After dosing, the animals were housed singly in metabolism cages. Food was administered 45 minutes post-dosing. Water was available ad libitum. Urine collection commenced as soon as the animals were placed in their cages. Urine samples were taken at 14 hours post dose. The samples were stored on dry ice until sampled. Quantitation was by HPLC method for alendronate.
 As a control, 0.1 mg/kg alendronate (from a 2 mL sterile water solution made from 120 μl of a solution made from the following: 3.33 mg sodium alendronate, 4.91 mg sodium chloride USP reagent crystals; 10.3 mg sodium citrate USP, 2.88 mg citric acid USP, in 10 mL deionized water, pH about 5.0.) was injected intravenously through the tail vein without anesthesia. Urine samples were collected as above. The results are illustrated in Table 1. ALN=alendronate.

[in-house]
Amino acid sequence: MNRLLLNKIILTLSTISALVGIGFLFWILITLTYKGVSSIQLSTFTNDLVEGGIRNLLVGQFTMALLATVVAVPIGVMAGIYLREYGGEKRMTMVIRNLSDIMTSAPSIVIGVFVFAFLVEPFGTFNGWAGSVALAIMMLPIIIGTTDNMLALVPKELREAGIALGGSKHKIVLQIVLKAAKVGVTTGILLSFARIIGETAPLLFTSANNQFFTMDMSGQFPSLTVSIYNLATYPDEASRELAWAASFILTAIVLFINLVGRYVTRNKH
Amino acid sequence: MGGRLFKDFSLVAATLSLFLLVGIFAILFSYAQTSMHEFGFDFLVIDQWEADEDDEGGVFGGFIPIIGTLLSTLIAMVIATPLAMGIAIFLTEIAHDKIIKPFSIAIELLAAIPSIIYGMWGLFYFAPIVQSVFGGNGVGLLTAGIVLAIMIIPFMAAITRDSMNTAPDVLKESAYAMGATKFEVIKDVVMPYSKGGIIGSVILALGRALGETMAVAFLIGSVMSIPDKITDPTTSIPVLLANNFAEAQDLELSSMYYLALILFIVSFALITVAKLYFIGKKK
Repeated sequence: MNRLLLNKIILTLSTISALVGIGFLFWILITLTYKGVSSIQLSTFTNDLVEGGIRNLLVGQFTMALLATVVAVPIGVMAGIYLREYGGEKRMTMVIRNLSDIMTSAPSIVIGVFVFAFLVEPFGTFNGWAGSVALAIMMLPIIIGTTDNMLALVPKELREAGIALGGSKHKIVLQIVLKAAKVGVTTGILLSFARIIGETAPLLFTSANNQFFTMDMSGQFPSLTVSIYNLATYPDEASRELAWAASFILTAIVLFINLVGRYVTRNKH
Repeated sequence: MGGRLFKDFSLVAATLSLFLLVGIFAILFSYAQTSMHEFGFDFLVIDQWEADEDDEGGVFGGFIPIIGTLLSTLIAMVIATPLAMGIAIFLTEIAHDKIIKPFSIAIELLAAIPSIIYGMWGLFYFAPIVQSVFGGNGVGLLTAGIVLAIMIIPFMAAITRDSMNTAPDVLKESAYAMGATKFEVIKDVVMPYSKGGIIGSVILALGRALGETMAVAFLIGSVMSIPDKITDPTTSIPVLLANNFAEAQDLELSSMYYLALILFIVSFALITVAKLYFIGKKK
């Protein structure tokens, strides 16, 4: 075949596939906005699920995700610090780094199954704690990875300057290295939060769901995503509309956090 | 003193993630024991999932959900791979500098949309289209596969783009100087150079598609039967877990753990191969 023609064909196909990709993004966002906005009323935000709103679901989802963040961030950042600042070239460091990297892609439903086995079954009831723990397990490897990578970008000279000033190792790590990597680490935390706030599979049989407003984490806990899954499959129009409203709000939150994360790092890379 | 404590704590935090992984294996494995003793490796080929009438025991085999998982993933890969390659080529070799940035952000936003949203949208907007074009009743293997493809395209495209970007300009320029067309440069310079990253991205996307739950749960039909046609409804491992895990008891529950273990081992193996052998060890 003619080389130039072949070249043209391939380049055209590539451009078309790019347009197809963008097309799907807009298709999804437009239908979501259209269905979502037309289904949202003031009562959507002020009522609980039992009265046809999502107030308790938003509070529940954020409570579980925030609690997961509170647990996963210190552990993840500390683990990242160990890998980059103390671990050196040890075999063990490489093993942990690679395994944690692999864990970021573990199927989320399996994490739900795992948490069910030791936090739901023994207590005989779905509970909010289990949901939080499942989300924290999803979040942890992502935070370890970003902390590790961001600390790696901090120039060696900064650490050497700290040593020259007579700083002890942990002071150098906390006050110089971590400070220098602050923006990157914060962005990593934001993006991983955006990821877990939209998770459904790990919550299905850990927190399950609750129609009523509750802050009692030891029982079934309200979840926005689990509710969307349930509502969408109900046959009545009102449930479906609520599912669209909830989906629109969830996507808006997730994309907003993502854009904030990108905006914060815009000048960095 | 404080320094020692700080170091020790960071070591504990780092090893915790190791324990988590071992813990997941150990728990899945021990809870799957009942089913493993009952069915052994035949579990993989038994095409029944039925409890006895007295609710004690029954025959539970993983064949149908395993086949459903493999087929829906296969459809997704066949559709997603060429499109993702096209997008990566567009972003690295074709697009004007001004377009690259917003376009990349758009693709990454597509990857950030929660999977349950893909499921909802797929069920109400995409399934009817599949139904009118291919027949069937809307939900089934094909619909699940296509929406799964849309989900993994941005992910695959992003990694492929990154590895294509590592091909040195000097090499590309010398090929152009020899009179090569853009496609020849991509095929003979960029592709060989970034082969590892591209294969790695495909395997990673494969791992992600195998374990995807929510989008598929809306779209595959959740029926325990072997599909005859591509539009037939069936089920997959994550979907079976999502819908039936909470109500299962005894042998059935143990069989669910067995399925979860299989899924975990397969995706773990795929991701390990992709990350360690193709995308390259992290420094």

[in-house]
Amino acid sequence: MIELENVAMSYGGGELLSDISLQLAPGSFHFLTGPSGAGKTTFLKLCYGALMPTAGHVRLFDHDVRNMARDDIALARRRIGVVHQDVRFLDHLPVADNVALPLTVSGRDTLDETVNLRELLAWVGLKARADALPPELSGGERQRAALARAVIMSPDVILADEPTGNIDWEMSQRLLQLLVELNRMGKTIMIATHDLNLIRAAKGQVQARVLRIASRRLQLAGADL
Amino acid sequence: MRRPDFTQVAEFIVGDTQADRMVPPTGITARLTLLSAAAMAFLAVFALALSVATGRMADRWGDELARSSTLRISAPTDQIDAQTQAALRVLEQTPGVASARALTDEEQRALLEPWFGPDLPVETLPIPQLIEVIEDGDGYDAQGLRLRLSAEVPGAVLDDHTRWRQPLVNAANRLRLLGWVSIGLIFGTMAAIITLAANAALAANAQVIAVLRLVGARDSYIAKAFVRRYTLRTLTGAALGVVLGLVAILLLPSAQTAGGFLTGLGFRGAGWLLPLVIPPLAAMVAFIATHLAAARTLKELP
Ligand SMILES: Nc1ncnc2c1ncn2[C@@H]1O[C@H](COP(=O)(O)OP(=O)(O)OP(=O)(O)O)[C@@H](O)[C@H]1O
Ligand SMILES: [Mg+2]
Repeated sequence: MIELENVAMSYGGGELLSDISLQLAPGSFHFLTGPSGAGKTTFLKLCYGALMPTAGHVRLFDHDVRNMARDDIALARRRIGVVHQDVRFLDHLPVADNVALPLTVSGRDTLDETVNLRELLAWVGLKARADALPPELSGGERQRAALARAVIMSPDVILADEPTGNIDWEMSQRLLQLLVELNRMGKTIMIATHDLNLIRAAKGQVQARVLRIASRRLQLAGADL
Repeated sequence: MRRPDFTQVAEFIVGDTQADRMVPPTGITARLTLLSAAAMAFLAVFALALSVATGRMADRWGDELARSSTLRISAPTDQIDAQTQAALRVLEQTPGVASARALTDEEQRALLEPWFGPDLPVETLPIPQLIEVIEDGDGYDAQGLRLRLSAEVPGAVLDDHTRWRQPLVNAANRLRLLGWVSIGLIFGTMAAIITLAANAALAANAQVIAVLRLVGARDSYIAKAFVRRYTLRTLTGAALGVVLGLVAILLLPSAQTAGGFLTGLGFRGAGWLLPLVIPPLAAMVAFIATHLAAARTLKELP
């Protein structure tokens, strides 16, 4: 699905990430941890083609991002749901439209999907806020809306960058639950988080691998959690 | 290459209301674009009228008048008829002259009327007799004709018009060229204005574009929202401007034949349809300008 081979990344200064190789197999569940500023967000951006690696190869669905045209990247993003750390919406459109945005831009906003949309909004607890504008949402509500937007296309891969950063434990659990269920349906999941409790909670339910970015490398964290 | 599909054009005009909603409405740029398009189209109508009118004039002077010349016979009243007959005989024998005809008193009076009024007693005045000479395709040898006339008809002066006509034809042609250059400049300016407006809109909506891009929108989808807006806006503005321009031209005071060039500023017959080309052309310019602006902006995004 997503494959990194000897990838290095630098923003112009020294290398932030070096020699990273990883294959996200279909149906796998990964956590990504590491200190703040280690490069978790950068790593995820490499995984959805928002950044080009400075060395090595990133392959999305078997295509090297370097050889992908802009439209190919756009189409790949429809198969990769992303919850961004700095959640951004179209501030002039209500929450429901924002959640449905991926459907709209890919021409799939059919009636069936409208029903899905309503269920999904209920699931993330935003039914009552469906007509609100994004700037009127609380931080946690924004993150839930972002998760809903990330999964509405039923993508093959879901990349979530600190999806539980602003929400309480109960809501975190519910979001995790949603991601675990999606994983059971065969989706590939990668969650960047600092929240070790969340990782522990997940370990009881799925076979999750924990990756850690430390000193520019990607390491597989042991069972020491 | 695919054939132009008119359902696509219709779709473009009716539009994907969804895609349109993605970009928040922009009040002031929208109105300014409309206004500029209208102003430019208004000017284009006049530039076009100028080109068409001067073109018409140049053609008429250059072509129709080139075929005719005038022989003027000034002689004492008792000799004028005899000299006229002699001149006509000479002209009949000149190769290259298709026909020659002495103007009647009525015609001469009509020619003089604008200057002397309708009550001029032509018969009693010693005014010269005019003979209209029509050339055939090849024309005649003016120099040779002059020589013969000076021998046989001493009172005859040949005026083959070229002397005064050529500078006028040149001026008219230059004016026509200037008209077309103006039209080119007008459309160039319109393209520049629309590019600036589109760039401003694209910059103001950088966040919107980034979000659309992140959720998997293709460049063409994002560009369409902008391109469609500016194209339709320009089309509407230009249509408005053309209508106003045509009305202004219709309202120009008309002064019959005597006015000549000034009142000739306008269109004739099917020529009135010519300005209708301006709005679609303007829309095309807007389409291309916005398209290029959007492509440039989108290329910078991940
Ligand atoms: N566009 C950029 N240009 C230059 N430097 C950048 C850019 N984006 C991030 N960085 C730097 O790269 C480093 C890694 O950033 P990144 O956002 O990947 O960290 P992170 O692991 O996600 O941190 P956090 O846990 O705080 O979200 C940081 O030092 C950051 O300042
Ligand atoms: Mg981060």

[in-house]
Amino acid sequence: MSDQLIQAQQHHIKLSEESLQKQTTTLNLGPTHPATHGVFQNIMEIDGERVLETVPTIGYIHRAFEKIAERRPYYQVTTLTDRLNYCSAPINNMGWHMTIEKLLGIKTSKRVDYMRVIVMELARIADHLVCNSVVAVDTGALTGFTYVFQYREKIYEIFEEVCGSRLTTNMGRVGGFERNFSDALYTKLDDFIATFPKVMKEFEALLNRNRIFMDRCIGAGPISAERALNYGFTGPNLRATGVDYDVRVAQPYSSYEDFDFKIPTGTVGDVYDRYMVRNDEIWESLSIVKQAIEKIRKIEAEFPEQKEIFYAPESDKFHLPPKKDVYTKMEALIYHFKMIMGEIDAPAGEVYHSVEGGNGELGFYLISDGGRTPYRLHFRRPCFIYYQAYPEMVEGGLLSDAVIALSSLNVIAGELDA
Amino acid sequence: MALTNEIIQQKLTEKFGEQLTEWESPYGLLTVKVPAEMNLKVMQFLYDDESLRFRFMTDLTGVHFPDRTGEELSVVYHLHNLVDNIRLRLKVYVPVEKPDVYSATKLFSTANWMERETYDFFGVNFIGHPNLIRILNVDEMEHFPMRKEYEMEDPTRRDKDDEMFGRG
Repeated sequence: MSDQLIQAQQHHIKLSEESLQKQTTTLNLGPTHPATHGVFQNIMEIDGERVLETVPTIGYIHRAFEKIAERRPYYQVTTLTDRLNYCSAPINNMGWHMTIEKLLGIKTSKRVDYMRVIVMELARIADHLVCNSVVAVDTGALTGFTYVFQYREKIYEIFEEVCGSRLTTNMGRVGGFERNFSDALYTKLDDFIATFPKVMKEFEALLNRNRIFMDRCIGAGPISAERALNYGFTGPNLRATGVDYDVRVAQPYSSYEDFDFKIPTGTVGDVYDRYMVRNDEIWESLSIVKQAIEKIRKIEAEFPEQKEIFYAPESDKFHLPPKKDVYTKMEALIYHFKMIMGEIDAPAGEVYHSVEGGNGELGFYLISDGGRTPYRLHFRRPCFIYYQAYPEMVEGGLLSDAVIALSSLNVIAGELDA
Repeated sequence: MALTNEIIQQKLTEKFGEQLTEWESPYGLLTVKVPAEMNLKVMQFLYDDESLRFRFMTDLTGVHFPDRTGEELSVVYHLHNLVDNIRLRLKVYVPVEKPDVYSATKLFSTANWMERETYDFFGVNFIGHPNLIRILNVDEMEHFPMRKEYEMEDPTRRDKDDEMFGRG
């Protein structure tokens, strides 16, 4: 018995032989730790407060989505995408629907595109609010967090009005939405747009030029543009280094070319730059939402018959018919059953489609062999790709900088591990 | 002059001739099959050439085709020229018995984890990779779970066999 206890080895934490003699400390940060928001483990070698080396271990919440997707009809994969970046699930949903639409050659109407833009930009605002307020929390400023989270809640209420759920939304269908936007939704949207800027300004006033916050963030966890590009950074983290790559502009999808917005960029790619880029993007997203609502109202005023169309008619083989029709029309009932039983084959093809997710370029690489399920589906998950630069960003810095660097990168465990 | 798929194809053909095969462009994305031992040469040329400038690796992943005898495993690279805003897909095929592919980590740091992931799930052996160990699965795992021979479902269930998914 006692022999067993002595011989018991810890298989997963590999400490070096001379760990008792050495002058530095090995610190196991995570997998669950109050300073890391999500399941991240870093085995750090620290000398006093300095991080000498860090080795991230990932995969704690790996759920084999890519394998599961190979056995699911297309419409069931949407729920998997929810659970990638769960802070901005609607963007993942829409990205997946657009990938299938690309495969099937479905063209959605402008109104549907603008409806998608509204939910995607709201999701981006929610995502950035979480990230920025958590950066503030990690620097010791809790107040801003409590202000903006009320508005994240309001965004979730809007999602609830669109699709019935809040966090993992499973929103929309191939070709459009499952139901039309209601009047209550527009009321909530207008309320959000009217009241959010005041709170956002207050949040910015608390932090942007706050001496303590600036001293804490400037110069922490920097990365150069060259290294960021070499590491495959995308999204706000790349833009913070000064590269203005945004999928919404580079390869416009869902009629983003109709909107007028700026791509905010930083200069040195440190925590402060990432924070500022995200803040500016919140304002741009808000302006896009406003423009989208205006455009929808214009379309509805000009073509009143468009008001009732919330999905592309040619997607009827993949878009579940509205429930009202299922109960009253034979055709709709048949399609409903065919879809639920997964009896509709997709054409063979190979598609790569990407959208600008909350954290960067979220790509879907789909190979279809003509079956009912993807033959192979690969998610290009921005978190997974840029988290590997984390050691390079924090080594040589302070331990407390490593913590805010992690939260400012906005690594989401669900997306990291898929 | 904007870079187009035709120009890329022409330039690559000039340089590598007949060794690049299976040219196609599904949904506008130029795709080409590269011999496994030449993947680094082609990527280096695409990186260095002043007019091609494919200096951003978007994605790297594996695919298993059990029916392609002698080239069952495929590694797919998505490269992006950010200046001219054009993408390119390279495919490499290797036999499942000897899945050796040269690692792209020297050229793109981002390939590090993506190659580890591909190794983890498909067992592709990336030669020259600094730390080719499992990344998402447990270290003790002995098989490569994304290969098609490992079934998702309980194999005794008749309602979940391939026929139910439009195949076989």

The above mentioned patents, applications, test methods, and publications are hereby incorporated by reference in their entirety.
 Many variations of the present invention will suggest themselves to those skilled in the art in light of the above detailed description. All such obvious variations are within the fully intended scope of the appended claims.